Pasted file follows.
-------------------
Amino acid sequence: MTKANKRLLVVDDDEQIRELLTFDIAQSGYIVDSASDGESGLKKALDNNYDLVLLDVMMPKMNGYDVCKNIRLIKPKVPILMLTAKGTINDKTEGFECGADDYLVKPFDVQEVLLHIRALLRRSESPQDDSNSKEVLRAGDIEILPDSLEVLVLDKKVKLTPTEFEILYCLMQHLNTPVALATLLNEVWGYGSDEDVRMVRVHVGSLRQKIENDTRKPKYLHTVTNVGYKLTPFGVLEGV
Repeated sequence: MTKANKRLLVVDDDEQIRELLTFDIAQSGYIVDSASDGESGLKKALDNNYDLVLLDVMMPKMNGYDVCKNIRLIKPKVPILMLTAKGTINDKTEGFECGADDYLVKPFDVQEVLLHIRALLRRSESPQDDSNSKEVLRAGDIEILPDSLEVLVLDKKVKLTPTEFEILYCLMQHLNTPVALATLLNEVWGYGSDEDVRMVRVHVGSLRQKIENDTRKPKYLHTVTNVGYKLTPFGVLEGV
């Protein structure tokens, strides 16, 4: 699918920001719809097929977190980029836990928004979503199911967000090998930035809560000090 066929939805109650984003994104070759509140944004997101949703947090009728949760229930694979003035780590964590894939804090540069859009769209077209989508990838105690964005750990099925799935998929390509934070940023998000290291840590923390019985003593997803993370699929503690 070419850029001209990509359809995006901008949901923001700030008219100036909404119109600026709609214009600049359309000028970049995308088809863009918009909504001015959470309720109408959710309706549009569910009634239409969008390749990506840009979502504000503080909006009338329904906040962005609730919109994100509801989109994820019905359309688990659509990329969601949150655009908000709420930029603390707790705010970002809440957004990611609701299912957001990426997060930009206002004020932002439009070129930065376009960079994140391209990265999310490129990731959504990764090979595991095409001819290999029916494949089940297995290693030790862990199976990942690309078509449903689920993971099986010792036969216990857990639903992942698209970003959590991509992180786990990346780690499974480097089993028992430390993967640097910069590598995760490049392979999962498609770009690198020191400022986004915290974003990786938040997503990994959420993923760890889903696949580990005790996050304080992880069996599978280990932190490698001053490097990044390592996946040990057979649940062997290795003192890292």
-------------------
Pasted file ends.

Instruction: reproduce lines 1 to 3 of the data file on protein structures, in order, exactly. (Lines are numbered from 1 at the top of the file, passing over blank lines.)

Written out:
Amino acid sequence: MTKANKRLLVVDDDEQIRELLTFDIAQSGYIVDSASDGESGLKKALDNNYDLVLLDVMMPKMNGYDVCKNIRLIKPKVPILMLTAKGTINDKTEGFECGADDYLVKPFDVQEVLLHIRALLRRSESPQDDSNSKEVLRAGDIEILPDSLEVLVLDKKVKLTPTEFEILYCLMQHLNTPVALATLLNEVWGYGSDEDVRMVRVHVGSLRQKIENDTRKPKYLHTVTNVGYKLTPFGVLEGV
Repeated sequence: MTKANKRLLVVDDDEQIRELLTFDIAQSGYIVDSASDGESGLKKALDNNYDLVLLDVMMPKMNGYDVCKNIRLIKPKVPILMLTAKGTINDKTEGFECGADDYLVKPFDVQEVLLHIRALLRRSESPQDDSNSKEVLRAGDIEILPDSLEVLVLDKKVKLTPTEFEILYCLMQHLNTPVALATLLNEVWGYGSDEDVRMVRVHVGSLRQKIENDTRKPKYLHTVTNVGYKLTPFGVLEGV
């Protein structure tokens, strides 16, 4: 699918920001719809097929977190980029836990928004979503199911967000090998930035809560000090 066929939805109650984003994104070759509140944004997101949703947090009728949760229930694979003035780590964590894939804090540069859009769209077209989508990838105690964005750990099925799935998929390509934070940023998000290291840590923390019985003593997803993370699929503690 070419850029001209990509359809995006901008949901923001700030008219100036909404119109600026709609214009600049359309000028970049995308088809863009918009909504001015959470309720109408959710309706549009569910009634239409969008390749990506840009979502504000503080909006009338329904906040962005609730919109994100509801989109994820019905359309688990659509990329969601949150655009908000709420930029603390707790705010970002809440957004990611609701299912957001990426997060930009206002004020932002439009070129930065376009960079994140391209990265999310490129990731959504990764090979595991095409001819290999029916494949089940297995290693030790862990199976990942690309078509449903689920993971099986010792036969216990857990639903992942698209970003959590991509992180786990990346780690499974480097089993028992430390993967640097910069590598995760490049392979999962498609770009690198020191400022986004915290974003990786938040997503990994959420993923760890889903696949580990005790996050304080992880069996599978280990932190490698001053490097990044390592996946040990057979649940062997290795003192890292």